2. It allows a user-written try_lock() to fail if, for example, the implementation fails to acquire a low-level lock used to protect the mutex data structure. Or it allows such an operation to be written directly in terms of compare_exchange_weak.
  3. It ensures that client code remains correct when, for example, a debugging thread is introduced that occasionally acquires locks in order to be able to read consistent values from a data structure being checked or examined. Any code that obtains information from try_lock() failure would break with the introduction of another thread that purely locks and reads the data structure.

Breaking all the Eggs in C++—Scott Meyers

Scott Meyers takes a deeper look into uninitialized memory in his recent blog post.

Breaking all the Eggs in C++

by Scott Meyers

From the article:

If you want to make an omelet, so the saying goes, you have to break a few eggs. Think of the omelet you could make if you broke not just a few eggs, but all of them! Then think of what it'd be like to not just break them, but to replace them with newer, better eggs. That's what this post is about: breaking all the eggs in C++, yet ending up with better eggs than you started with.

NULL, 0, and nullptr

NULL came from C. It interfered with type-safety (it depends on an implicit conversion from void* to typed pointers), so C++ introduced 0 as a better way to express null pointers. That led to problems of its own, because 0 isn't a pointer, it's an int. C++11 introduced nullptr, which embodies the idea of a null pointer better than NULL or 0. Yet NULL and 0-as-a-null-pointer remain valid. Why? If nullptr is better than both of them, why keep the inferior ways around?

Backward-compatibility, that's why. Eliminating NULL and 0-as-a-null-pointer would break exiting programs. In fact, it would probably break every egg in C++'s basket. Nevertheless, I'm suggesting we get rid of NULL and 0-as-a-null-pointer, thus eliminating the confusion and redundancy inherent in having three ways to say the same thing (two of which we discourage people from using).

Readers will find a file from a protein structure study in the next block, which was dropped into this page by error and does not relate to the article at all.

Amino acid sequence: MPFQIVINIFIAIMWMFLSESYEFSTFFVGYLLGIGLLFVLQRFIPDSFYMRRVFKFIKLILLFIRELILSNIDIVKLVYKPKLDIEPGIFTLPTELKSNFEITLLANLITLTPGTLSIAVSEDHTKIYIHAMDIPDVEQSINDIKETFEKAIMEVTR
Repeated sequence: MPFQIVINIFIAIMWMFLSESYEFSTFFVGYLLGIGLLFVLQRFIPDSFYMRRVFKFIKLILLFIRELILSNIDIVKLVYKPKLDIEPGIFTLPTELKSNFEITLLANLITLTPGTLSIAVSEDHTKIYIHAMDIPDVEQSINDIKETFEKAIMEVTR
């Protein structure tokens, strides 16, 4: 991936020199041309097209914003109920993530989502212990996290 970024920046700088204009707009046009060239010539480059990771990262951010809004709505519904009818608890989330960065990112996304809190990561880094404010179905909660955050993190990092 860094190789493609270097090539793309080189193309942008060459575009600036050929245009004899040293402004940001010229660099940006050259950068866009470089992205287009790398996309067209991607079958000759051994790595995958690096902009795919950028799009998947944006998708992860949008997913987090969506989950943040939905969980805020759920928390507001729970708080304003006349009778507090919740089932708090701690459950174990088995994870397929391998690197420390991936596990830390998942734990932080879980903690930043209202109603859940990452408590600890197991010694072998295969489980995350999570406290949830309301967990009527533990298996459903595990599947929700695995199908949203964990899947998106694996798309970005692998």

Introduction to Variable Templates of C++14—Yu Xuan Zhang

Do you know about variable templates?

Introduction to Variable Templates of C++14

by Yu Xuan Zhang

From the article:

The variable template, which comes from N3651, is one of the major proposals in Standard C++14. The main purpose of the variable template is to simplify definitions and uses of parameterized constants.

Rules before C++14 do not allow declaring a variable using a template declaration. There are workarounds for this problem before C++14, but they are either redundant or complicated...

Trip Report: C++ Standards Meeting in Kona, October 2015—Botond Ballo

Another trip report of the last meeting in Kona:

Trip Report: C++ Standards Meeting in Kona, October 2015

by Botond Ballo

From the article:

Last week I attended a meeting of the ISO C++ Standards Committee in Kona, Hawaii. This was the second committee meeting in 2015; you can find my reports on the past few meetings here (June 2014, Rapperswil), here (November 2014, Urbana-Champaign), and here (May 2015, Lenexa). These reports, particularly the Lenexa one, provide useful context for this post.

The focus of this meeting was primarily C++17. There are many ambitious features underway for standardization, and the time has come to start deciding what which of them will make C++17 and which of them won’t. The ones that won’t will target a future standard, or a Technical Specification (which can eventually also be merged into a future standard). In addition, there are a number of existing Technical Specifications in various stages of completion...